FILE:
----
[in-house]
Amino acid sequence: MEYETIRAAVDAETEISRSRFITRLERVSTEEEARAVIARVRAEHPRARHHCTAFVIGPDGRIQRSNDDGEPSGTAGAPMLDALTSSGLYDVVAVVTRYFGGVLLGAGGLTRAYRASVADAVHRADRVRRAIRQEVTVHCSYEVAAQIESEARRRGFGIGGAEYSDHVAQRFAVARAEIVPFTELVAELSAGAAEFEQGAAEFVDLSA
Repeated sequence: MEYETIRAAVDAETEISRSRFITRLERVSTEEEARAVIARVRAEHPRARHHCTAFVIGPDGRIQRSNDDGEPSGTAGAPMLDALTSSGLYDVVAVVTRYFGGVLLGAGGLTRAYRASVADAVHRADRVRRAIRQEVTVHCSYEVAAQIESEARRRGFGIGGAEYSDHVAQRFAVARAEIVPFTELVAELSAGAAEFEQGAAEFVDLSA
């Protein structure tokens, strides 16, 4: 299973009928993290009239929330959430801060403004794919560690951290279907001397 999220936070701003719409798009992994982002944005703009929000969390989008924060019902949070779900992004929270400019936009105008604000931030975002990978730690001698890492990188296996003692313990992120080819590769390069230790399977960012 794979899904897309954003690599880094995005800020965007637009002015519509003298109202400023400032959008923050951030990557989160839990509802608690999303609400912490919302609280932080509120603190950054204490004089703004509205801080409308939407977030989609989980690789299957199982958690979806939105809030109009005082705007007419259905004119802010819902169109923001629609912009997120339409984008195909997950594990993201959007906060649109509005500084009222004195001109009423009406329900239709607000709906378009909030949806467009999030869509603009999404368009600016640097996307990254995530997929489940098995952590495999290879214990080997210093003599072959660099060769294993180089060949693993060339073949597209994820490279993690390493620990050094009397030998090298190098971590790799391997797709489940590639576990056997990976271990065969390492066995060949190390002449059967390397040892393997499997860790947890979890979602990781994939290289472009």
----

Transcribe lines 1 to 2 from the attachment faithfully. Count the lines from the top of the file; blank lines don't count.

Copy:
[in-house]
Amino acid sequence: MEYETIRAAVDAETEISRSRFITRLERVSTEEEARAVIARVRAEHPRARHHCTAFVIGPDGRIQRSNDDGEPSGTAGAPMLDALTSSGLYDVVAVVTRYFGGVLLGAGGLTRAYRASVADAVHRADRVRRAIRQEVTVHCSYEVAAQIESEARRRGFGIGGAEYSDHVAQRFAVARAEIVPFTELVAELSAGAAEFEQGAAEFVDLSA